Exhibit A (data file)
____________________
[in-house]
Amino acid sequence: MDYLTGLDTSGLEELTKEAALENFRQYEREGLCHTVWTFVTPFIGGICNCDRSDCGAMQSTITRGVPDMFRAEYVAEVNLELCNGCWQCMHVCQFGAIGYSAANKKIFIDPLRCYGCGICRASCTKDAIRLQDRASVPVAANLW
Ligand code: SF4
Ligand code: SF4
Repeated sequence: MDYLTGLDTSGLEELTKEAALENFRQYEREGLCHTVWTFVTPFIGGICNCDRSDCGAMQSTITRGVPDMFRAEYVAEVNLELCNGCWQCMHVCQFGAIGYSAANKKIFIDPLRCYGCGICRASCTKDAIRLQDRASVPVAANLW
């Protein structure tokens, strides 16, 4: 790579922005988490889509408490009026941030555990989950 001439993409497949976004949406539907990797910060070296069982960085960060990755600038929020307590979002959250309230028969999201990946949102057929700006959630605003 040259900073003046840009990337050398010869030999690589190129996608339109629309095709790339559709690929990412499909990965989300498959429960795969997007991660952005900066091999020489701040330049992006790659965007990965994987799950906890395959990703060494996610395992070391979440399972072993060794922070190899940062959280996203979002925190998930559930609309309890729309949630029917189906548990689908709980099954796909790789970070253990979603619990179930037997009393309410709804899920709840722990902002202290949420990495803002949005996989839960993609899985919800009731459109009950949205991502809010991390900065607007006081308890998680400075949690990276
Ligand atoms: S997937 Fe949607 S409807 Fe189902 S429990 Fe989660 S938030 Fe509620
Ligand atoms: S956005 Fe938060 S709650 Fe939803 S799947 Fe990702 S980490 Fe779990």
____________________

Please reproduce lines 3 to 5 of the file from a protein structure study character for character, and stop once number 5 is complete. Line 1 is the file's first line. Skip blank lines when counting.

Ligand code: SF4
Ligand code: SF4
Repeated sequence: MDYLTGLDTSGLEELTKEAALENFRQYEREGLCHTVWTFVTPFIGGICNCDRSDCGAMQSTITRGVPDMFRAEYVAEVNLELCNGCWQCMHVCQFGAIGYSAANKKIFIDPLRCYGCGICRASCTKDAIRLQDRASVPVAANLW